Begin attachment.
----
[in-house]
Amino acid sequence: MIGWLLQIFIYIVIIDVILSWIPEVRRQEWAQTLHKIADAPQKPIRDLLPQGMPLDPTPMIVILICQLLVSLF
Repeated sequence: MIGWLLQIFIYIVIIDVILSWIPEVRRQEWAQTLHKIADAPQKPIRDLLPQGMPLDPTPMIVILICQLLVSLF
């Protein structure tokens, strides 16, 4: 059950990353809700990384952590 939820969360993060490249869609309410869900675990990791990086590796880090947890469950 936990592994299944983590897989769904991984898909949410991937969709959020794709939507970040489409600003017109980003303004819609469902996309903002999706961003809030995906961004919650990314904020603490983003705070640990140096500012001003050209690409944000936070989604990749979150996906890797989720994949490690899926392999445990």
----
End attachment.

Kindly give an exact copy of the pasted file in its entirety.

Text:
[in-house]
Amino acid sequence: MIGWLLQIFIYIVIIDVILSWIPEVRRQEWAQTLHKIADAPQKPIRDLLPQGMPLDPTPMIVILICQLLVSLF
Repeated sequence: MIGWLLQIFIYIVIIDVILSWIPEVRRQEWAQTLHKIADAPQKPIRDLLPQGMPLDPTPMIVILICQLLVSLF
């Protein structure tokens, strides 16, 4: 059950990353809700990384952590 939820969360993060490249869609309410869900675990990791990086590796880090947890469950 936990592994299944983590897989769904991984898909949410991937969709959020794709939507970040489409600003017109980003303004819609469902996309903002999706961003809030995906961004919650990314904020603490983003705070640990140096500012001003050209690409944000936070989604990749979150996906890797989720994949490690899926392999445990």